More than 2,100 FAAs (2,156) designated by various public authorities under the chart topper—ministry of finance- had to deal with more than 25,000 first appeals in 2018-19. The annual average was under 12 first appeals and the monthly average was less than one appeal per FAA. These figures fell even more as the FAAs actually disposed barely 16,000 appeals (15,917) during this period, taking the annual average down to less than 8 per FAA (7.38) and the monthly average fell further to under one case (0.68);
 
The burden seems enormous in the PMO, President’s secretariat and the Supreme Court which had only one FAA each to dispose of between 400 and 600 appeals in 2018-19. Naturally, the monthly average ranged from 34 tp 167 cases per FAA between them; and
 
Strangely, actual disposals in the PMO, President’s secretariat and the Supreme Court ranged between 0-16 per month with the PMO reporting that its FAA disposed exactly 10% of the 2,000 first appeals received in 2018-19 (hence the monthly average of 16 cases). Interestingly, the President’s secretariat reported that it did not dispose of any of the 611 appeal cases during the entire year. The Supreme Court reported that its FAA disposed of only three of the 403 first appeals received in 2018-19.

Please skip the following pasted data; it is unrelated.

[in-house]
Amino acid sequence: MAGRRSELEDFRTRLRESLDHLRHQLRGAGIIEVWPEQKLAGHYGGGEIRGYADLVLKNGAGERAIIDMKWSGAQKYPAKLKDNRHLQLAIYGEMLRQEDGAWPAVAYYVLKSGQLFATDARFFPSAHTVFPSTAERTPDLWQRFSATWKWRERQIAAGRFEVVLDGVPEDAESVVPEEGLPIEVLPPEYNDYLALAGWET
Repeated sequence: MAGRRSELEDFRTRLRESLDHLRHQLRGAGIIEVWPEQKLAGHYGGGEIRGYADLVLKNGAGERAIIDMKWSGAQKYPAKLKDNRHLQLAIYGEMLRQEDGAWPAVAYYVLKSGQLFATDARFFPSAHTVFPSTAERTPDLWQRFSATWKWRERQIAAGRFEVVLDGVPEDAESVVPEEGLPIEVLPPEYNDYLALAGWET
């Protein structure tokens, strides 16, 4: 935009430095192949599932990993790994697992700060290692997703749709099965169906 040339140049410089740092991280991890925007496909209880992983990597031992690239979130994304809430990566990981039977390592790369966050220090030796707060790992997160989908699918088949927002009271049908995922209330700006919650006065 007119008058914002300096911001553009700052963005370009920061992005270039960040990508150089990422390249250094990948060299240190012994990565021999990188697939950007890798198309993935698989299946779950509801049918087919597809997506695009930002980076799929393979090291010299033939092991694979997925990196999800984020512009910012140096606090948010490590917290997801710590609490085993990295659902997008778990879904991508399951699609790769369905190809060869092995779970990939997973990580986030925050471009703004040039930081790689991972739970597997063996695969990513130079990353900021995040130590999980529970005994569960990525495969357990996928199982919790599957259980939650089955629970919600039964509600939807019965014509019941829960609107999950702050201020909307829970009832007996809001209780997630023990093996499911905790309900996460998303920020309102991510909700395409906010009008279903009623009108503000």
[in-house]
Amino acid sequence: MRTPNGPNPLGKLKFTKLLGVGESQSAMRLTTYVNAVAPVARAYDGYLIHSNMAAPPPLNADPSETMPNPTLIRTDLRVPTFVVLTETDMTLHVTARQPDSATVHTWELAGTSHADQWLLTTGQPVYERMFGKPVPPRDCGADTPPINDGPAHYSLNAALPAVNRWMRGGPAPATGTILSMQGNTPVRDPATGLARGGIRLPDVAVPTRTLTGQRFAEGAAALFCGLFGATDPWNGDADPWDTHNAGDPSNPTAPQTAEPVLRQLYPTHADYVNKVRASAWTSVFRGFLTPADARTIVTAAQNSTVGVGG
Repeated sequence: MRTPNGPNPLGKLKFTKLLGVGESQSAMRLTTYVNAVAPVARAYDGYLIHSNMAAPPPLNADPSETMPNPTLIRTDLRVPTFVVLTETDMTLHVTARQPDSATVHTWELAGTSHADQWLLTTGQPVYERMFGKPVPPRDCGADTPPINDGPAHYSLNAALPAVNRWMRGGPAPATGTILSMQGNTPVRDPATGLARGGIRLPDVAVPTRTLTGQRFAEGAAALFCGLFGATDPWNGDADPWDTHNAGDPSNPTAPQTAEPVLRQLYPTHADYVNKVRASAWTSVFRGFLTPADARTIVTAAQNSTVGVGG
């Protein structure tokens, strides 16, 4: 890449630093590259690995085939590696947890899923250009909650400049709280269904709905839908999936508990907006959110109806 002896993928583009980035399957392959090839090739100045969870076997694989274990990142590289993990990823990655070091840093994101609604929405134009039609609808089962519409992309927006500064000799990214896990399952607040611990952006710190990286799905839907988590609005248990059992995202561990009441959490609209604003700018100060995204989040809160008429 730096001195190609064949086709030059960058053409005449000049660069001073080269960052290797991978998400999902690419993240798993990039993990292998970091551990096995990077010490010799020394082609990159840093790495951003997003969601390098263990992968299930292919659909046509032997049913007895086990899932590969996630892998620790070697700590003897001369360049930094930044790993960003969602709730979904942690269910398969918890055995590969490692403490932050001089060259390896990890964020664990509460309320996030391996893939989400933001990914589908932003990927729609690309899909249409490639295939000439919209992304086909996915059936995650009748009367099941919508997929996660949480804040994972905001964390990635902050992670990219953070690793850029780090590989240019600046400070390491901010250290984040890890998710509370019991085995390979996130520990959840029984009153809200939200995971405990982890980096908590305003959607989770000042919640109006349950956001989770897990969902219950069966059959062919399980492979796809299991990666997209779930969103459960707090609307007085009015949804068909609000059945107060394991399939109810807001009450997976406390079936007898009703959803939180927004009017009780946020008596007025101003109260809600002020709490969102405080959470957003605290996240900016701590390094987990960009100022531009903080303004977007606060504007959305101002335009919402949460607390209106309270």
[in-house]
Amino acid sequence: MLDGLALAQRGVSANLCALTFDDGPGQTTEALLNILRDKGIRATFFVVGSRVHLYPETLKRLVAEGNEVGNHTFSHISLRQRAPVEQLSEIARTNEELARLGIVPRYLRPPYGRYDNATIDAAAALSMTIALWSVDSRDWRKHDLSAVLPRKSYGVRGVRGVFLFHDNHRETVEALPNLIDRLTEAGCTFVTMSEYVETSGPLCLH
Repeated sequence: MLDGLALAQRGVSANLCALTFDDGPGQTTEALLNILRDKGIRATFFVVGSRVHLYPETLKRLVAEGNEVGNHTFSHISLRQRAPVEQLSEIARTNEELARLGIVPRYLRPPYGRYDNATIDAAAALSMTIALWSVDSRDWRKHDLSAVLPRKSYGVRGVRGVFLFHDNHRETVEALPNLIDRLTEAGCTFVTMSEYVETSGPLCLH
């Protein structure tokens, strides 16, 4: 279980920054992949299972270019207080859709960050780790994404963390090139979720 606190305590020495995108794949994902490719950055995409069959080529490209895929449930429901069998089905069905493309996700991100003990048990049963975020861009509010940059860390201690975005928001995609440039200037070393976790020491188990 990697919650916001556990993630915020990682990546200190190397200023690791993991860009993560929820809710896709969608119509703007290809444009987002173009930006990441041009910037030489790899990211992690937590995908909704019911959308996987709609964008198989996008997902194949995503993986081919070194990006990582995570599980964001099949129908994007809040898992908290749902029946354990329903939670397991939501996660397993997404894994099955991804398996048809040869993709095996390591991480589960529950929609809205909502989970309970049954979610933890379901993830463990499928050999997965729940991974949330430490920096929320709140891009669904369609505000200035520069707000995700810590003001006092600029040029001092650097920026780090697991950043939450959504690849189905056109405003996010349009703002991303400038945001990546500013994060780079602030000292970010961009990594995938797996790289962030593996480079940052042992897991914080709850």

(Vinita Deshmukh is consulting editor of Moneylife, an RTI activist and convener of the Pune Metro Jagruti Abhiyaan. She is the recipient of prestigious awards like the Statesman Award for Rural Reporting which she won twice in 1998 and 2005 and the Chameli Devi Jain award for outstanding media person for her investigation series on Dow Chemicals. She co-authored the book “To The Last Bullet - The Inspiring Story of A Braveheart - Ashok Kamte” with Vinita Kamte and is the author of “The Mighty Fall”.)
 
Comments
garg0505
1 year ago